GCIC holds forum to discuss challenging start-up ecosystem


More than half of all start-ups fail, and fold up within the first two, to five years, even though recently there has been a proliferation in the emergence of start-up hubs, business incubators and business accelerators, as the case maybe.

The setback is that viable and valuable entrepreneurial innovation and opportunities that could potentially contribute to national economic development, job creation and fulfilled career paths are lost.

It is for this reason that green business incubator, the Ghana Climate Innovation Centre (GCIC), last week organised a day’s symposium to examine and analyse measures that can be taken to ensure business innovation within the start-up ecosystem is purposefully stimulated, nurtured and realized.

GCIC’s position is that while on the demand side, entrepreneurs are predominately seeking funding for their business and will seek the services of incubators, accelerators and hubs as a means to that end, they sometimes ignore, or are less aware of, the tremendous rigour, technical know-how, personal self-awareness and leadership requirements needed to successfully birth and operate their business idea in the marketplace.

On the supply side however, business hatchery organisations have a huge role to play in structuring intervention to responsively deliver expertise, advisory services, and the seed investments that are tailored to the socio-economic context.

Individuals and organisations that are successfully incubating innovative ventures and entrepreneurs, and or, are incubating ideas and creativity for Africa’s transformative future spoke at the day’s symposium held in Accra.

Additionally, entrepreneurs that have successfully exited incubators also shared their experience.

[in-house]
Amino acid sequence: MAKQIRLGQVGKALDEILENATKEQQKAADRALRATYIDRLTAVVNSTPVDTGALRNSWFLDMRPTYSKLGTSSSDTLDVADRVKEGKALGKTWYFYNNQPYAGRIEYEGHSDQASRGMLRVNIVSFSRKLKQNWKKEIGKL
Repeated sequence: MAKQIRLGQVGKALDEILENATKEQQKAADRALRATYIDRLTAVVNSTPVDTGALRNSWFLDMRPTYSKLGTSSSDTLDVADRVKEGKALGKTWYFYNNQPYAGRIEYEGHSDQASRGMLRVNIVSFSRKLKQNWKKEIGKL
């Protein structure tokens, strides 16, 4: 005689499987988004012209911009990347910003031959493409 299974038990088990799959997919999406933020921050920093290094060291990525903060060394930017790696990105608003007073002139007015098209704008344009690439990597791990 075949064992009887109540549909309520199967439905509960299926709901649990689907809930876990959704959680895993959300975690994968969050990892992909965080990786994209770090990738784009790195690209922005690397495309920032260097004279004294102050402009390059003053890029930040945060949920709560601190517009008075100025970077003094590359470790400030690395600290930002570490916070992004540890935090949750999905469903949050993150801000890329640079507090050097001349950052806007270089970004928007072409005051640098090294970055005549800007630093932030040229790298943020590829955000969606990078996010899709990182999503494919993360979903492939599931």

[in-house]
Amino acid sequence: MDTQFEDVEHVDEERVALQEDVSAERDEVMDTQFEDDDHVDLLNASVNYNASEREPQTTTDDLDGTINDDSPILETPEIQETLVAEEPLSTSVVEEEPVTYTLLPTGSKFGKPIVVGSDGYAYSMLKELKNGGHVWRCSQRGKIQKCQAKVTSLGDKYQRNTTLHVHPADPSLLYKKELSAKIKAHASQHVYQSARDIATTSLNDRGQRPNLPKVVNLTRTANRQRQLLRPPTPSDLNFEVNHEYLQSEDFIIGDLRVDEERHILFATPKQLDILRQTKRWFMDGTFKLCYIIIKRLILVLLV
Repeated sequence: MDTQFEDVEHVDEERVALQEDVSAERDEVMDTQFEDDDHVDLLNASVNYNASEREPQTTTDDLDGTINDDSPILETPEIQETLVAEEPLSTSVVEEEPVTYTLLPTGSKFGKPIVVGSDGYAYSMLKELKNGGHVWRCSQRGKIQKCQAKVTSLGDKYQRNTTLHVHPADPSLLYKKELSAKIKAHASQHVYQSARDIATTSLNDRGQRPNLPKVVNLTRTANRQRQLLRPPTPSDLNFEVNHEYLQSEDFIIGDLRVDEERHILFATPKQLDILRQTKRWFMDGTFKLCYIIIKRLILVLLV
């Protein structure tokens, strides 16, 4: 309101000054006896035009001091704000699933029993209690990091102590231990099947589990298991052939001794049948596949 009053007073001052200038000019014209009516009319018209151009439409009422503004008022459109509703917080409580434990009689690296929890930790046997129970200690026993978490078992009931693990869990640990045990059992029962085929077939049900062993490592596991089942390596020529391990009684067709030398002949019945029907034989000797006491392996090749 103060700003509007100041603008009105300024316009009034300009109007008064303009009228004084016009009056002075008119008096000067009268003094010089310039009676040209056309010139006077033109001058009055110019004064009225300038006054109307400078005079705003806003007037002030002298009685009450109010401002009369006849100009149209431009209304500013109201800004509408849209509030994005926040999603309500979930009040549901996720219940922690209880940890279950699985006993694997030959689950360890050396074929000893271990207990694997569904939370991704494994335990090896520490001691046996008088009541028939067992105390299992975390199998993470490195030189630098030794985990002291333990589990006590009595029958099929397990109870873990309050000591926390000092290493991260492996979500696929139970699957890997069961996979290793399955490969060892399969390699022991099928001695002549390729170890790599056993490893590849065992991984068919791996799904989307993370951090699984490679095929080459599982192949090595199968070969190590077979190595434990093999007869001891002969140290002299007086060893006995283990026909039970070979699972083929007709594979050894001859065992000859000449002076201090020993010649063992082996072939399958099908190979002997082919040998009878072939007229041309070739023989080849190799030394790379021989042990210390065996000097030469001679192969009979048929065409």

Israel enjoys the status of the world’s leading global start-up ecosystem and one of its deliberate response to its geo-political situation, was to intentionally incubate innovative start-ups and entrepreneurs in particular sectors of geo-political interest.

Oren Simanian, founder of Star Tau, Tel-Aviv University Entrepreneurship spoke on lessons from Israel while Seapei Mayfoyane, CEO of Black Umbrellas, South Africa, a programme that focuses on promoting entrepreneurship as an economic path and nurtures 100% black-owned businesses, spoke of experiences incubating black-owned businesses.

‘‘To break off poverty, leadership needs to be enhanced by professionalising the environment because due to the lack of opportunities, black small scale businesses tend to collapse’’, Moyfoyane stated.

Three sessions were held at the symposium explaining the purpose, practice and profit of incubating innovation to help Africa understand that on her developmental trajectory, it needs incubators to be truly world class and very responsive to the business structuring in financing the needs of enterprises in Africa’s small and growing business sector who are seeking to scale.

Panelists present at the symposium were; Henry Kerali, World Bank Country Director for Ghana, Liberia and Sierra Leone, Djabanor Narh, Advisory Services, Ernst and Young Ghana, Ruka Sanusi, Executive Director, GCIC ,Eric Nyanteh, CEO, Translight Solar Ltd, Charles Hansen- Quao, co- Founder, DreamOval, Gerard Badaweh Yitamkey, CEO and co- Founder, Ahonya.com, Ivy Appiah, CEO, Tiwajo Industries Ltd, Abdul- Nasser Alidu, Entrepreneurship Director, GCIC, Ebenezer Arthur, Wangara Capital, Ashwin Ravichandran, Head of Operations and Partnerships, MEST and Rethabile Melamu, General Manager, GCIC, South Africa.

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